There are two distinct origins of the last name Howard, one official, the other baptisimal; one representing once well-known office of Hayward, the other representing rge still earlier first name Hereward. Both of these names, totally distinct in origin, had a determined bias towards the form Howard, and in time reached it. Official, 'the hayward,' i.e. the custodian of the fences, from 'hay' or 'haw,' a hedge, and 'ward,' a guardian. It is clear that if Hayward was also pronounced Haward, the further step to Howard would be inevitable. The other name origin is 'the son of Heward.' The different stages of this first name seem to have been Hereward, Harward, Haward or Heward, and Haward. It is commonly found in the 12th, 13th, and 14th centuries, and had become a last name when the Hundred Rolls were compiled. Most of the Howards are unquestionale descendants of the first name. It is the double origin that made Howard such a well known surname in England.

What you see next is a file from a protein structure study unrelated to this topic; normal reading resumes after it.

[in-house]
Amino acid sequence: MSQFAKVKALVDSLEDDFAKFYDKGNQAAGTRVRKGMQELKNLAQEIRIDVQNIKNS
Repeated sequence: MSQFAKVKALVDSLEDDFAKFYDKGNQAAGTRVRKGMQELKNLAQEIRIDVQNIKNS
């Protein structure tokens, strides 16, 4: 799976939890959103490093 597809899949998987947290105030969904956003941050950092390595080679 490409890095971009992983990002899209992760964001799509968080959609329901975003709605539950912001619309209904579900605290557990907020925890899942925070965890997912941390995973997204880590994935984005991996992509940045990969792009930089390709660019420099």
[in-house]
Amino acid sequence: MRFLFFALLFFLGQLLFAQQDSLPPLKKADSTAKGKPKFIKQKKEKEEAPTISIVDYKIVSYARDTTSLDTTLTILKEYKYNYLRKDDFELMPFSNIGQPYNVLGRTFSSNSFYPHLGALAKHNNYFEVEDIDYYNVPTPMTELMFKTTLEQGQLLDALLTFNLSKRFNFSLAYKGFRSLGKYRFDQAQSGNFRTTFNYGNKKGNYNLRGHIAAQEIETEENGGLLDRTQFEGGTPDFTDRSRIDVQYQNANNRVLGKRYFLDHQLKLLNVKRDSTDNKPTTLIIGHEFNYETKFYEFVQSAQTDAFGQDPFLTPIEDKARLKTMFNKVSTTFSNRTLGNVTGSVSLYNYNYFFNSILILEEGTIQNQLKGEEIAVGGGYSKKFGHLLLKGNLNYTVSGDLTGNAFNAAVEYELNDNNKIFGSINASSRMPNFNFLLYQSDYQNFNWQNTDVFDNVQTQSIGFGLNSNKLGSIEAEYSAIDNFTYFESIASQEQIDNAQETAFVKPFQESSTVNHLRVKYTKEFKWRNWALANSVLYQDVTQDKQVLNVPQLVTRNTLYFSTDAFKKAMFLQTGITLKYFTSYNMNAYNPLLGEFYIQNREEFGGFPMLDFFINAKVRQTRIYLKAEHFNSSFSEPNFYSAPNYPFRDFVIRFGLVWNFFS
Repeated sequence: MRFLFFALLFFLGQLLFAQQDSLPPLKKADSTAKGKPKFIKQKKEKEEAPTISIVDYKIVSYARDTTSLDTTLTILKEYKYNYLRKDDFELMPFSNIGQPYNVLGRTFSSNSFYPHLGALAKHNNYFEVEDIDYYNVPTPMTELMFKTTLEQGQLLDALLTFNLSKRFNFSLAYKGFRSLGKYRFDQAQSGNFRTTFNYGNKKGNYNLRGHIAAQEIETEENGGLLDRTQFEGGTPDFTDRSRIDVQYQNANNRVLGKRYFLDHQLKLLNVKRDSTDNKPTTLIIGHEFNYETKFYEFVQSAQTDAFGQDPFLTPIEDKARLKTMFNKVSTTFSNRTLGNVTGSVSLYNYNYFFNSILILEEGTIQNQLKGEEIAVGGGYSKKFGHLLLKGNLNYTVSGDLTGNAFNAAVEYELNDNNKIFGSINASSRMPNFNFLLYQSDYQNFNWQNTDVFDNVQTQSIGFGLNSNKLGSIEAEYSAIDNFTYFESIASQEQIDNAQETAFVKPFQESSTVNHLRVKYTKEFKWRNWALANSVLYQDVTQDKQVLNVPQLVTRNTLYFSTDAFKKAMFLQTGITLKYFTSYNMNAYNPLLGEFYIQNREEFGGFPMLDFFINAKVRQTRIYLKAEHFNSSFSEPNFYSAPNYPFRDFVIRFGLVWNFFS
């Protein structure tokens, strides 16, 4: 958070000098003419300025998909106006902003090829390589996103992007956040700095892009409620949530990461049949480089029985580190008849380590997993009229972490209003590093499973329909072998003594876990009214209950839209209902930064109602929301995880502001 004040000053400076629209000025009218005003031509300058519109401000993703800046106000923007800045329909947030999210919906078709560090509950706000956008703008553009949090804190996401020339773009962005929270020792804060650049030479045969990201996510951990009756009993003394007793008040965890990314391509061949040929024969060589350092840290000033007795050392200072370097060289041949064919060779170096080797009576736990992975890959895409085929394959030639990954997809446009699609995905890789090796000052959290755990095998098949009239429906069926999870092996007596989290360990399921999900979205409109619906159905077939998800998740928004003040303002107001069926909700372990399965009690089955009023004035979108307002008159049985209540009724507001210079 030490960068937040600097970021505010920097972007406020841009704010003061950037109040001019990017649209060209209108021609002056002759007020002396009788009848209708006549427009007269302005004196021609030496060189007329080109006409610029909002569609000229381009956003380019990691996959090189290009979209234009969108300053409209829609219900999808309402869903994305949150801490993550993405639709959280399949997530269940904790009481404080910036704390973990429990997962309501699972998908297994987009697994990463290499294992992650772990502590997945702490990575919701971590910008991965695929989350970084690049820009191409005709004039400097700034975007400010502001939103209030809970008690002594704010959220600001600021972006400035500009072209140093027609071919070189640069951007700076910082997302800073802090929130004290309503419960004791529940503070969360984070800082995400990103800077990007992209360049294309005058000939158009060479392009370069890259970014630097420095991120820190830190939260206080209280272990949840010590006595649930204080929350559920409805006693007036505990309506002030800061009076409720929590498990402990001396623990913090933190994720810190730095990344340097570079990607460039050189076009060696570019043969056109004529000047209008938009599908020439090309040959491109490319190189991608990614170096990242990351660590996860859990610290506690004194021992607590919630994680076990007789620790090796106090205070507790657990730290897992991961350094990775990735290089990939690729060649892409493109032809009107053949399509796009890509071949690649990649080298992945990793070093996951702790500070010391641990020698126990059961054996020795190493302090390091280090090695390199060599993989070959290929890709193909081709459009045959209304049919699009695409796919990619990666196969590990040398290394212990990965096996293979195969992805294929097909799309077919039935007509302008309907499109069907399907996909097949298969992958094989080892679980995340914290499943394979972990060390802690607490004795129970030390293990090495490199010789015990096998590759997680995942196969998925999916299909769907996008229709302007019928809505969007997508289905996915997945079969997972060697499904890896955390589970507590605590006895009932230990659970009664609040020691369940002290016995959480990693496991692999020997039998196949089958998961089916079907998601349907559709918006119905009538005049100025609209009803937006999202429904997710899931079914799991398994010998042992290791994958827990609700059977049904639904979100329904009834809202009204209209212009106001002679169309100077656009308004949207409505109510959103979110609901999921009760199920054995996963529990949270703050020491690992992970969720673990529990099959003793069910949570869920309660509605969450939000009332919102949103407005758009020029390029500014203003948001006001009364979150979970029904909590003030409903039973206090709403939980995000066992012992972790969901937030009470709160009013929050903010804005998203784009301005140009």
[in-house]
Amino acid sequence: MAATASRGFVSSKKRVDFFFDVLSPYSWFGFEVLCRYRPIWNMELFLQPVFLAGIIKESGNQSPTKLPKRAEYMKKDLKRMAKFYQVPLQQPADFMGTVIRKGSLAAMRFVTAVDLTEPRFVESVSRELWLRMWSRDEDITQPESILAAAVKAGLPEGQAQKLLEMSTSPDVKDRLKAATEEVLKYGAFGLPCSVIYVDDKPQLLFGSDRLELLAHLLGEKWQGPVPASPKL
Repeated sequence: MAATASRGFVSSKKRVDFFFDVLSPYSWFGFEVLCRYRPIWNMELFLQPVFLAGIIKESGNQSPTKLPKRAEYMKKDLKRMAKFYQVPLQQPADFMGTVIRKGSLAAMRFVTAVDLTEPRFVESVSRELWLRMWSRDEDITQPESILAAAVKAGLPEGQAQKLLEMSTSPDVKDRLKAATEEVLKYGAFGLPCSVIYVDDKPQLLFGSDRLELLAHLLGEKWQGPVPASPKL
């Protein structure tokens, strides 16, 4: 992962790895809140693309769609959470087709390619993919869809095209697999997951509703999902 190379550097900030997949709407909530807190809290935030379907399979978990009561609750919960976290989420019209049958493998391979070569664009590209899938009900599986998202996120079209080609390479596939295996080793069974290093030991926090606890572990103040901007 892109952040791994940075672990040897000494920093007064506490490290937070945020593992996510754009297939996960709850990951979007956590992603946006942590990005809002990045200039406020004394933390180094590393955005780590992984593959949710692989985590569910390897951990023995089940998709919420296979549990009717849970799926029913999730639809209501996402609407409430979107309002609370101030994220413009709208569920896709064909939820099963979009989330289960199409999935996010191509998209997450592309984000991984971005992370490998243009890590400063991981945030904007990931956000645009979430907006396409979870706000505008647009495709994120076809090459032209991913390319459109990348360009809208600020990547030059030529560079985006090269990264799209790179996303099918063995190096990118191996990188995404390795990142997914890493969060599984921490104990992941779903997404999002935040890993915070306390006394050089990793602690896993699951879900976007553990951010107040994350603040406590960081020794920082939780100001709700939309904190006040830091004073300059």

William, son of Roger Fitz Valevine, took the name of Howard from being born in the Castle of Howard, in Wales, in the time of Henry I. Spelman derives Howard from 'Hof-ward,' the keeper of a hall; Vestegan, from 'Hold-ward,' the keeper of a stronghold; Camden, from 'Hoch-ward,' the high keeper.